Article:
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Medical Student Usage of the American College of Radiology Appropriateness Criteria

  • Author(s): Kozak, B
  • Webb, EM
  • Khan, BK
  • Orozco, NM
  • Straus, CM
  • Naeger, DM
  • et al.
Abstract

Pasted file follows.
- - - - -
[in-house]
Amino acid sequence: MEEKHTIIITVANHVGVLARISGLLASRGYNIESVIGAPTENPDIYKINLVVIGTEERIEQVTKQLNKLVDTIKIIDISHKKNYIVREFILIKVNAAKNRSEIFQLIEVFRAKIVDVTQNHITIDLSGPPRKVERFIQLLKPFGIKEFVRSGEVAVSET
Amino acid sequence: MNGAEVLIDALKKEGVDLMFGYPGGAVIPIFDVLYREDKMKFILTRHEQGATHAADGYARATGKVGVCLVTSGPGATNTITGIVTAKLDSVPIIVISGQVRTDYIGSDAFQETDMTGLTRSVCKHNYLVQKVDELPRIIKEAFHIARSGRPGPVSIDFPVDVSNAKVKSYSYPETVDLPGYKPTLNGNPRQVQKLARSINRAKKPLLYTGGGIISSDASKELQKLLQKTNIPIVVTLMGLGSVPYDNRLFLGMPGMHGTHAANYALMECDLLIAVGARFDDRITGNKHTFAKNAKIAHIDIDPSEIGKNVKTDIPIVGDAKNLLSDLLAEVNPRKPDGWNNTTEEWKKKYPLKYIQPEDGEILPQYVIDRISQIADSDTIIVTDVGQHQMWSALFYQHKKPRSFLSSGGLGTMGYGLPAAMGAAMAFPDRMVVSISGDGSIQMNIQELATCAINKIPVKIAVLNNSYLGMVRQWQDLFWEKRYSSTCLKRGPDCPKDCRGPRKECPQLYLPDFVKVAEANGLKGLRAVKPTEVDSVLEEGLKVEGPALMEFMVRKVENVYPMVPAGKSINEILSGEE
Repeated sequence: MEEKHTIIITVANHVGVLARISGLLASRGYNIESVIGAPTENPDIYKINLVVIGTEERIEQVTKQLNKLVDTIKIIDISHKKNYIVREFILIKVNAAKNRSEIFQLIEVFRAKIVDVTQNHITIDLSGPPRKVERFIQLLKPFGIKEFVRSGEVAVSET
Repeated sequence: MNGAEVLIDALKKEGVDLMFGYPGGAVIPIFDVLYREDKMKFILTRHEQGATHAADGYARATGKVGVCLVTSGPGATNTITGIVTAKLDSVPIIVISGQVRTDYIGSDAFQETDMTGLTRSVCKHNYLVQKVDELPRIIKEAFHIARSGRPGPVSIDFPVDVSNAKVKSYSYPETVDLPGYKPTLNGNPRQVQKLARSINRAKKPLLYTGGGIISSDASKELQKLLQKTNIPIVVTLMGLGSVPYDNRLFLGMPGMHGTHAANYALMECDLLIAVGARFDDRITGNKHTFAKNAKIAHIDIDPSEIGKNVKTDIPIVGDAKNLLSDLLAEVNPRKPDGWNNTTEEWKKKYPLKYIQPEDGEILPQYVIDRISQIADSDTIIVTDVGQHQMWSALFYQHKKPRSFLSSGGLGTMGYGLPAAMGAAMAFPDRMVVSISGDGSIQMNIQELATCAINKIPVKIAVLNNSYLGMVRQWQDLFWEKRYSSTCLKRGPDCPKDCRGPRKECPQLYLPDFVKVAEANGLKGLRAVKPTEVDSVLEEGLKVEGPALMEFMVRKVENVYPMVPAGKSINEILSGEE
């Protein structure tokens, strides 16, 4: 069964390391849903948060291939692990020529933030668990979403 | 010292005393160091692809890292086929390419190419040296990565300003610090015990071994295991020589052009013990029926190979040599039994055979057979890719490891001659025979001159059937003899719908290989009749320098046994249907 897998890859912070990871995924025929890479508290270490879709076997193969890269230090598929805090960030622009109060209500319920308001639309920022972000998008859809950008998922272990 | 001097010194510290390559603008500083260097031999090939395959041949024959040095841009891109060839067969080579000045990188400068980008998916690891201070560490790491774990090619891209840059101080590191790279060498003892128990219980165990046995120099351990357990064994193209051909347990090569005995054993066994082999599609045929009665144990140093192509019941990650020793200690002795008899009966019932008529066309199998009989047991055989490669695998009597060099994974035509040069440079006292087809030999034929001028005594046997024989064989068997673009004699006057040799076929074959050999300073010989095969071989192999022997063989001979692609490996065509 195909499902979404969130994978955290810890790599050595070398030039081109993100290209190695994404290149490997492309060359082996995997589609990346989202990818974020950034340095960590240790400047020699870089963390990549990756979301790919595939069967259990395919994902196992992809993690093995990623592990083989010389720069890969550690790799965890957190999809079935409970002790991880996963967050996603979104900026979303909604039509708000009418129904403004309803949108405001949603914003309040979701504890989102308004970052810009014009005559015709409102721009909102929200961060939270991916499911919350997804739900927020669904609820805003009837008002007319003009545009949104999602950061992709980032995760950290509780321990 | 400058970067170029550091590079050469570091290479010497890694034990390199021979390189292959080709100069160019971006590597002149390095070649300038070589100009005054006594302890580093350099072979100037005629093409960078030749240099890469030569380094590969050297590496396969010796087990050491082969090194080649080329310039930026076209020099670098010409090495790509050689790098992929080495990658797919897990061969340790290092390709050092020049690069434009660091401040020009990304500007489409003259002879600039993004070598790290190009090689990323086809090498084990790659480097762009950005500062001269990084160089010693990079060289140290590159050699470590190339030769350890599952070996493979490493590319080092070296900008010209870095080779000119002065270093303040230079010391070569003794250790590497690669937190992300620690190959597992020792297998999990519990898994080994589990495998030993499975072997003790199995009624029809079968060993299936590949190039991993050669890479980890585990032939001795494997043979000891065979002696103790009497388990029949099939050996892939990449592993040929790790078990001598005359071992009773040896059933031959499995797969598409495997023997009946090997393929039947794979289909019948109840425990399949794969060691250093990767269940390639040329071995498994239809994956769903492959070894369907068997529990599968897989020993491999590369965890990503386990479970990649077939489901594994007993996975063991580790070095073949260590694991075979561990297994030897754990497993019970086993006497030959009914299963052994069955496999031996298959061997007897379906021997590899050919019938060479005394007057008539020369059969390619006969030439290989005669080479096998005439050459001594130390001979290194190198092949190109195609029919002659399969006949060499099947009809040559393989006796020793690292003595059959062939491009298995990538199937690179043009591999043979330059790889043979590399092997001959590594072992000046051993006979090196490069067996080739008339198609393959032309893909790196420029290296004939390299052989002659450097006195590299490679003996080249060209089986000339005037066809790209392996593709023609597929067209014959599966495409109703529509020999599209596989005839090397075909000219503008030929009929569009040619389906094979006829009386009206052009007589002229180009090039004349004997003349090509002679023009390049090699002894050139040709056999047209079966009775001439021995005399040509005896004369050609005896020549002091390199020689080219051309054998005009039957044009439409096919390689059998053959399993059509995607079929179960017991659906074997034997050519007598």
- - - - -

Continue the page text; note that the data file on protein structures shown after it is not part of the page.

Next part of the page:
© 2015 AUR. Rationale and Objectives: Educating medical students on appropriate imaging utilization has been increasingly recognized as important for patient care. The American College of Radiology Appropriateness Criteria (ACR-AC) is designed to support evidence-based imaging examination selection. We sought to assess whether medical students order imaging studies independently, what resources they use for guidance, and whether they use the ACR-AC in clinical practice. A secondary aim was to determine whether increasing familiarity with the ACR-AC could impact student usage. Materials and Methods: We surveyed third year medical students at a single institution on their imaging practices, familiarity with the ACR-AC, and preferences among available resources to guide proper examination selection. The survey was performed in person before a lecture. We also designed a brief intervention to improve familiarity with the ACR-AC and then reassessed students to determine any effect on utilization. Results: The response rate for the initial survey was 103 of 109 (94%) and the response rate for the second survey was 99 of 109 (91%). Our initial survey found students initiated imaging orders independently (74 of 100, 74.8%) and consulted resources to assist in examination selection (50 of 74, 67.6%). Students expressed a preference for non-ACR-AC resources, notably UptoDate via its online mobile application. Few students (8 of 71, 11.3%) were familiar with the ACR-AC. After an intervention to increase familiarity with the ACR-AC, student awareness of the ACR-AC increased to 61 of 74 (82.4%). However, usage among those familiar with the resource remained low, 13 of 61 (21.3%) versus 3 of 8 (37.5%). Conclusions: Use of the ACR-AC was low among third year medical students. After increasing students' familiarity with the ACR-AC, their usage in a clinical setting did not increase. The largest barrier to use may be the lack of a quick, easy to use online mobile application-based interface.

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